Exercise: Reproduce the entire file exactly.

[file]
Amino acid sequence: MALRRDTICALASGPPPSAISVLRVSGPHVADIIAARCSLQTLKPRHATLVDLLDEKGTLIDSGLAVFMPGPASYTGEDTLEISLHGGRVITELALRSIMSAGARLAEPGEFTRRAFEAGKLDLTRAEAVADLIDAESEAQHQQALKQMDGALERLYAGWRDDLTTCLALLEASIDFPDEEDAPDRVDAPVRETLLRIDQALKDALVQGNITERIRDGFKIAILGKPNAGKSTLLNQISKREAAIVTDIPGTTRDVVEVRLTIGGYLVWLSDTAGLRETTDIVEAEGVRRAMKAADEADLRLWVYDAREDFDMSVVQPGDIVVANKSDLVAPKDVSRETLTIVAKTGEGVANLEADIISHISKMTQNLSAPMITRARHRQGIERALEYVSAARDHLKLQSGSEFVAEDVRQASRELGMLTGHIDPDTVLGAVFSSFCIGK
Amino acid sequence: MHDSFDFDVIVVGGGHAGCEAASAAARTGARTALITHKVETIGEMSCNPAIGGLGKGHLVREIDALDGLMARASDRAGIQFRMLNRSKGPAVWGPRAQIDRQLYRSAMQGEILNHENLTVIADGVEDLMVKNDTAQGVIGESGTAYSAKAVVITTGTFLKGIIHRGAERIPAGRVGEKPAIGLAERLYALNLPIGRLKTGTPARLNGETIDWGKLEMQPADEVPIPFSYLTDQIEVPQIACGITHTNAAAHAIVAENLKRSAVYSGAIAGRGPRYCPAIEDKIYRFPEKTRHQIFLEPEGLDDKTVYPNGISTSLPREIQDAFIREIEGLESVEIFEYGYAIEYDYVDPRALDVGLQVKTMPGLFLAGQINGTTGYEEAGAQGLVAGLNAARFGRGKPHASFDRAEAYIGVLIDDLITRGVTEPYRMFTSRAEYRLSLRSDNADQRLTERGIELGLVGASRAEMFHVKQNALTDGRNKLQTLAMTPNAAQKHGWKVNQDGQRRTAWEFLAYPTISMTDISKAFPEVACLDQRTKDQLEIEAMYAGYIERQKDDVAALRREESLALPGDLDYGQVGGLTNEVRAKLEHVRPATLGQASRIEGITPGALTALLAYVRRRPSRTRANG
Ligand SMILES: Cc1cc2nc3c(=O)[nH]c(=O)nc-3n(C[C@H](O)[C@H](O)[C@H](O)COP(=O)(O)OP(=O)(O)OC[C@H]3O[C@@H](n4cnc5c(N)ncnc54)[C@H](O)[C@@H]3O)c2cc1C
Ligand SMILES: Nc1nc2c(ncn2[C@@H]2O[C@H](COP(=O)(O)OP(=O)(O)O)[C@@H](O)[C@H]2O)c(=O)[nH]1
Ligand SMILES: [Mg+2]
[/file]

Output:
Amino acid sequence: MALRRDTICALASGPPPSAISVLRVSGPHVADIIAARCSLQTLKPRHATLVDLLDEKGTLIDSGLAVFMPGPASYTGEDTLEISLHGGRVITELALRSIMSAGARLAEPGEFTRRAFEAGKLDLTRAEAVADLIDAESEAQHQQALKQMDGALERLYAGWRDDLTTCLALLEASIDFPDEEDAPDRVDAPVRETLLRIDQALKDALVQGNITERIRDGFKIAILGKPNAGKSTLLNQISKREAAIVTDIPGTTRDVVEVRLTIGGYLVWLSDTAGLRETTDIVEAEGVRRAMKAADEADLRLWVYDAREDFDMSVVQPGDIVVANKSDLVAPKDVSRETLTIVAKTGEGVANLEADIISHISKMTQNLSAPMITRARHRQGIERALEYVSAARDHLKLQSGSEFVAEDVRQASRELGMLTGHIDPDTVLGAVFSSFCIGK
Amino acid sequence: MHDSFDFDVIVVGGGHAGCEAASAAARTGARTALITHKVETIGEMSCNPAIGGLGKGHLVREIDALDGLMARASDRAGIQFRMLNRSKGPAVWGPRAQIDRQLYRSAMQGEILNHENLTVIADGVEDLMVKNDTAQGVIGESGTAYSAKAVVITTGTFLKGIIHRGAERIPAGRVGEKPAIGLAERLYALNLPIGRLKTGTPARLNGETIDWGKLEMQPADEVPIPFSYLTDQIEVPQIACGITHTNAAAHAIVAENLKRSAVYSGAIAGRGPRYCPAIEDKIYRFPEKTRHQIFLEPEGLDDKTVYPNGISTSLPREIQDAFIREIEGLESVEIFEYGYAIEYDYVDPRALDVGLQVKTMPGLFLAGQINGTTGYEEAGAQGLVAGLNAARFGRGKPHASFDRAEAYIGVLIDDLITRGVTEPYRMFTSRAEYRLSLRSDNADQRLTERGIELGLVGASRAEMFHVKQNALTDGRNKLQTLAMTPNAAQKHGWKVNQDGQRRTAWEFLAYPTISMTDISKAFPEVACLDQRTKDQLEIEAMYAGYIERQKDDVAALRREESLALPGDLDYGQVGGLTNEVRAKLEHVRPATLGQASRIEGITPGALTALLAYVRRRPSRTRANG
Ligand SMILES: Cc1cc2nc3c(=O)[nH]c(=O)nc-3n(C[C@H](O)[C@H](O)[C@H](O)COP(=O)(O)OP(=O)(O)OC[C@H]3O[C@@H](n4cnc5c(N)ncnc54)[C@H](O)[C@@H]3O)c2cc1C
Ligand SMILES: Nc1nc2c(ncn2[C@@H]2O[C@H](COP(=O)(O)OP(=O)(O)O)[C@@H](O)[C@H]2O)c(=O)[nH]1
Ligand SMILES: [Mg+2]